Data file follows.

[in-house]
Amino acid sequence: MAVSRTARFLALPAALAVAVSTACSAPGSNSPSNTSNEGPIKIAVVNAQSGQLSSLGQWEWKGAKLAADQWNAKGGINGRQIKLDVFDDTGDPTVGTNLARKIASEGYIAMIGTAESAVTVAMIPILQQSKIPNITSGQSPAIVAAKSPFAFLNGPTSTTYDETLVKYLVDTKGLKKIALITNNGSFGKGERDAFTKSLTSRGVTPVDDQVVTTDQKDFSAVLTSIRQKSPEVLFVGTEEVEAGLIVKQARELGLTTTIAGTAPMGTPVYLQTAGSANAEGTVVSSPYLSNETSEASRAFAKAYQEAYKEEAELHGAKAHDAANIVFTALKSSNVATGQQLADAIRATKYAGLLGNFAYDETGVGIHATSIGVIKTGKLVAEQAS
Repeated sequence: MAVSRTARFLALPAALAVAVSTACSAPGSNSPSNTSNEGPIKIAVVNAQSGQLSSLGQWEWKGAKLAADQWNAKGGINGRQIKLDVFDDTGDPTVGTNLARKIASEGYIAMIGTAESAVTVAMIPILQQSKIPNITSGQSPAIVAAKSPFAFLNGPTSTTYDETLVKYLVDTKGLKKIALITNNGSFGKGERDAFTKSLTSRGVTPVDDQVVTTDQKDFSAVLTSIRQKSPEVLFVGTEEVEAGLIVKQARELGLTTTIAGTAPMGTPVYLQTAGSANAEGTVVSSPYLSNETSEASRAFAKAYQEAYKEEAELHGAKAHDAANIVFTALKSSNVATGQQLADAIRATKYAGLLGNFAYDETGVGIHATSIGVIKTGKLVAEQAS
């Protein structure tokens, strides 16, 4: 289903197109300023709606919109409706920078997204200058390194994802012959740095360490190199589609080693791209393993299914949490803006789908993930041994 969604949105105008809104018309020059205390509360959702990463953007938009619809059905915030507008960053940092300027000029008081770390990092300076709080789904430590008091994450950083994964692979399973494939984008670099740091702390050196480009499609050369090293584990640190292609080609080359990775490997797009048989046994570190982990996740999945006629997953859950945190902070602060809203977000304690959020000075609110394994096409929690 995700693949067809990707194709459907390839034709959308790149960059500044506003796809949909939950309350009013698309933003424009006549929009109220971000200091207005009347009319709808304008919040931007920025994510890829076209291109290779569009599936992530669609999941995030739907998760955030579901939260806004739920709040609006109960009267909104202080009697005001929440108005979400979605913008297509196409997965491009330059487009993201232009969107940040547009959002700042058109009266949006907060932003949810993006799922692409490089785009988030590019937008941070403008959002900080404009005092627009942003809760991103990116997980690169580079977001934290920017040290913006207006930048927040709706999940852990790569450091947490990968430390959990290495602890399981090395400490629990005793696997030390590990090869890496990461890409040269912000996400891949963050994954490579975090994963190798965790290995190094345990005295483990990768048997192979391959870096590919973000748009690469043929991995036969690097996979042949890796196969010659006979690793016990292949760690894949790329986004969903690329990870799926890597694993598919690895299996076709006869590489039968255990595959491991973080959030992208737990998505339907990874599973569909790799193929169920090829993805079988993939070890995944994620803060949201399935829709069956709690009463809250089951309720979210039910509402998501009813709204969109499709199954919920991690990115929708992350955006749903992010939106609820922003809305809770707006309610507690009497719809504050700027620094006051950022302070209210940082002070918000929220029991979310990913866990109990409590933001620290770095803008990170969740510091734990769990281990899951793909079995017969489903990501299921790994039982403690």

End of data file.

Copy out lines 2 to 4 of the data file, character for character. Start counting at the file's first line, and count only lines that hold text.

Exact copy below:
Amino acid sequence: MAVSRTARFLALPAALAVAVSTACSAPGSNSPSNTSNEGPIKIAVVNAQSGQLSSLGQWEWKGAKLAADQWNAKGGINGRQIKLDVFDDTGDPTVGTNLARKIASEGYIAMIGTAESAVTVAMIPILQQSKIPNITSGQSPAIVAAKSPFAFLNGPTSTTYDETLVKYLVDTKGLKKIALITNNGSFGKGERDAFTKSLTSRGVTPVDDQVVTTDQKDFSAVLTSIRQKSPEVLFVGTEEVEAGLIVKQARELGLTTTIAGTAPMGTPVYLQTAGSANAEGTVVSSPYLSNETSEASRAFAKAYQEAYKEEAELHGAKAHDAANIVFTALKSSNVATGQQLADAIRATKYAGLLGNFAYDETGVGIHATSIGVIKTGKLVAEQAS
Repeated sequence: MAVSRTARFLALPAALAVAVSTACSAPGSNSPSNTSNEGPIKIAVVNAQSGQLSSLGQWEWKGAKLAADQWNAKGGINGRQIKLDVFDDTGDPTVGTNLARKIASEGYIAMIGTAESAVTVAMIPILQQSKIPNITSGQSPAIVAAKSPFAFLNGPTSTTYDETLVKYLVDTKGLKKIALITNNGSFGKGERDAFTKSLTSRGVTPVDDQVVTTDQKDFSAVLTSIRQKSPEVLFVGTEEVEAGLIVKQARELGLTTTIAGTAPMGTPVYLQTAGSANAEGTVVSSPYLSNETSEASRAFAKAYQEAYKEEAELHGAKAHDAANIVFTALKSSNVATGQQLADAIRATKYAGLLGNFAYDETGVGIHATSIGVIKTGKLVAEQAS
């Protein structure tokens, strides 16, 4: 289903197109300023709606919109409706920078997204200058390194994802012959740095360490190199589609080693791209393993299914949490803006789908993930041994 969604949105105008809104018309020059205390509360959702990463953007938009619809059905915030507008960053940092300027000029008081770390990092300076709080789904430590008091994450950083994964692979399973494939984008670099740091702390050196480009499609050369090293584990640190292609080609080359990775490997797009048989046994570190982990996740999945006629997953859950945190902070602060809203977000304690959020000075609110394994096409929690 995700693949067809990707194709459907390839034709959308790149960059500044506003796809949909939950309350009013698309933003424009006549929009109220971000200091207005009347009319709808304008919040931007920025994510890829076209291109290779569009599936992530669609999941995030739907998760955030579901939260806004739920709040609006109960009267909104202080009697005001929440108005979400979605913008297509196409997965491009330059487009993201232009969107940040547009959002700042058109009266949006907060932003949810993006799922692409490089785009988030590019937008941070403008959002900080404009005092627009942003809760991103990116997980690169580079977001934290920017040290913006207006930048927040709706999940852990790569450091947490990968430390959990290495602890399981090395400490629990005793696997030390590990090869890496990461890409040269912000996400891949963050994954490579975090994963190798965790290995190094345990005295483990990768048997192979391959870096590919973000748009690469043929991995036969690097996979042949890796196969010659006979690793016990292949760690894949790329986004969903690329990870799926890597694993598919690895299996076709006869590489039968255990595959491991973080959030992208737990998505339907990874599973569909790799193929169920090829993805079988993939070890995944994620803060949201399935829709069956709690009463809250089951309720979210039910509402998501009813709204969109499709199954919920991690990115929708992350955006749903992010939106609820922003809305809770707006309610507690009497719809504050700027620094006051950022302070209210940082002070918000929220029991979310990913866990109990409590933001620290770095803008990170969740510091734990769990281990899951793909079995017969489903990501299921790994039982403690």